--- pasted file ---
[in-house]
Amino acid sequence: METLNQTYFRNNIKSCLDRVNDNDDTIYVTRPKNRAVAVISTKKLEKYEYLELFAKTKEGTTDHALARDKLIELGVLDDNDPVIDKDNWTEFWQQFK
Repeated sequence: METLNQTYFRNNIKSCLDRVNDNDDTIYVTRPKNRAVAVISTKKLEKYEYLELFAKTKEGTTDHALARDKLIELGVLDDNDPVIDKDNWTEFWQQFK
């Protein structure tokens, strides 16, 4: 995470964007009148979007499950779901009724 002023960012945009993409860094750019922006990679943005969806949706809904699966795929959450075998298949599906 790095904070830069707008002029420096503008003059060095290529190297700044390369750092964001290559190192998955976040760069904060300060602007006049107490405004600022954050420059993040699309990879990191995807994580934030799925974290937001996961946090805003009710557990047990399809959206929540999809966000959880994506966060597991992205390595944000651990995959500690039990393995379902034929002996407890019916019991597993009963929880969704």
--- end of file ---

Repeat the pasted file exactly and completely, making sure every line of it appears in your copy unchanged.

[in-house]
Amino acid sequence: METLNQTYFRNNIKSCLDRVNDNDDTIYVTRPKNRAVAVISTKKLEKYEYLELFAKTKEGTTDHALARDKLIELGVLDDNDPVIDKDNWTEFWQQFK
Repeated sequence: METLNQTYFRNNIKSCLDRVNDNDDTIYVTRPKNRAVAVISTKKLEKYEYLELFAKTKEGTTDHALARDKLIELGVLDDNDPVIDKDNWTEFWQQFK
């Protein structure tokens, strides 16, 4: 995470964007009148979007499950779901009724 002023960012945009993409860094750019922006990679943005969806949706809904699966795929959450075998298949599906 790095904070830069707008002029420096503008003059060095290529190297700044390369750092964001290559190192998955976040760069904060300060602007006049107490405004600022954050420059993040699309990879990191995807994580934030799925974290937001996961946090805003009710557990047990399809959206929540999809966000959880994506966060597991992205390595944000651990995959500690039990393995379902034929002996407890019916019991597993009963929880969704």